There are few things in life that are absolutely, one hundred percent, guaranteed. Death is one of those things. Take a moment to think about that. Every single one of us, no matter how smart, rich, or popular, every single one of us is going to die. The flesh and organic matter that is this body is guaranteed to one day cease to exist.
It's not just us either. Everything ends one day. Even this Earth will be gone, most likely consumed by the sun when it expands to a red giant billions of years from now. The entire universe, with all the planets, stars, and galaxies, will also be gone one day. And while it will probably happen a lot sooner, we can be certain that any memory of our existence will also gone when the universe goes.
The bottom line is this: You can be guaranteed that every single thing you see, think, do, or create, every single person you know or have heard of, every single place you’ve been or know about, will one day cease to exist.
So what does all this have to do with happiness? Well, if we can be assured that we’ll all die one day and that everything will eventually be gone, then it’s safe to assume that the only reason for existence is to experience life while it’s here.
So what’s life? Well, we know that death most often brings sadness and is associated with the ending of progression, so this would mean that life, being the polar opposite of death, should be associated with happiness and growth. I propose that choosing anything less than happiness and growth in our life is associating ourselves with death and thereby ignoring life.
This should give no one any reason to accept anything in life that constrains their own happiness or growth (whether mental, physical, or spiritual) or enables the constraint of others’ happiness or growth. To do either of these is to disregard, neglect, and eschew life itself.
Life is our chance. It’s our small window of opportunity. Our situations may vary and our circumstances may differ, but we all have the ability to make a conscious, day-to-day decision to strive for happiness over sadness; for growth over stagnation; for life over death.
Choose happiness. When something upsets you — the car in front of you cuts you off; you feel yourself getting agitated; someone is rude or unpleasant towards you; things just don’t seem to be going your way — make a conscious decision to let it go and choose happiness. Don't let your circumstances become an excuse not to be happy. You're alive right now. That's the only reason you need to be happy.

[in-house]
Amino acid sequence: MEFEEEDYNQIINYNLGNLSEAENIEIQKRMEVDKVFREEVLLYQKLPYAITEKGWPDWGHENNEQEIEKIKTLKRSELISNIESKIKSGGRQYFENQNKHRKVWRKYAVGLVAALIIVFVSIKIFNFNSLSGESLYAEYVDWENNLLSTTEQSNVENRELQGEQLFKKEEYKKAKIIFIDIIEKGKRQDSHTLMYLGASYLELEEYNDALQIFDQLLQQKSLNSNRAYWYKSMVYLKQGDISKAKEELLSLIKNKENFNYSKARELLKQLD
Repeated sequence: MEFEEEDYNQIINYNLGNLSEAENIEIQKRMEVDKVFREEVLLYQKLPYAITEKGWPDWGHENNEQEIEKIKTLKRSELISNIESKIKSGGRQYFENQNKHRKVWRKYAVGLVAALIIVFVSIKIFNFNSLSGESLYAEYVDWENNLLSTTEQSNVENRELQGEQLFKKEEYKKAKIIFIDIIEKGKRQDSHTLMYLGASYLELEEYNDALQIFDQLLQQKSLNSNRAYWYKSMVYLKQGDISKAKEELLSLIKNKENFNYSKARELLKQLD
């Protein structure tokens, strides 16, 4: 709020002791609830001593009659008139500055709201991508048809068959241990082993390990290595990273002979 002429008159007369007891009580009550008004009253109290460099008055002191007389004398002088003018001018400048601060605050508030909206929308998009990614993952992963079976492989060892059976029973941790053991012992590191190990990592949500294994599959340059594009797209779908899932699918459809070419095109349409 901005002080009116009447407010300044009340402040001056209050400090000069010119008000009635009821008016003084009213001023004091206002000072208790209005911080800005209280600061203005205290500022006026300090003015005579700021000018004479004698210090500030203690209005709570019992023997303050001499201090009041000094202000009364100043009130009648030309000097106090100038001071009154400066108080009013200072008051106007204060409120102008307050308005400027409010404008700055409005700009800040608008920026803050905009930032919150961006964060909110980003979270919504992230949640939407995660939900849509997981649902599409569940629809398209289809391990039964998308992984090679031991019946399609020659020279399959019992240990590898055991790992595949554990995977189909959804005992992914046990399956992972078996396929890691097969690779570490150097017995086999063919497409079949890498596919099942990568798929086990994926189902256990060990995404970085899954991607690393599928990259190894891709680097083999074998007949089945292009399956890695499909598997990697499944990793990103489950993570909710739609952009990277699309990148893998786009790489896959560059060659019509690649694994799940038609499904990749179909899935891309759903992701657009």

Choose growth. Do you feel as though you're a better version of yourself today than you were yesterday? If you don’t, then it's time to make a conscious decision to do something to improve yourself every single day. Stop watching so much TV. Stop oversleeping. Do something every day to improve your health (both mental and physical!). Small changes over a long period always equate to a greater overall change. As long as you're living, you should be growing. Stagnation is for death.
It’s your life! What will you do with it?
After all the depressing crap I’ve been through for the past 2 years, I can say with certainty that, as usual, Raam is Riight. Happiness is usually a choice, one which is ALWAYS better than the alternative.
Sorry I’ve been away for so long, buddy. []
As always, good to hear from you Stiiv! 🙂
Your words are truly inspiring and powerful. I’m glad I read your blog… I’m reading “Words of my Perfect Teacher” by Patrul Rinpoche… I think you might like it. You are already there… so, I can only wish you good luck with your journey. I will be reading your blogs and recommending you places & people to visit if you go to Nepal. So, please go to Nepal. I assure you that you won’t be dissapointed.
Thank you for the comment, Pemala! I’m glad to hear you’re enjoying the blog! I will take a look at that book — thank you for suggesting it! I will definitely let you know when I plan to be in Nepal — I’m almost positive I will be going there this year. 🙂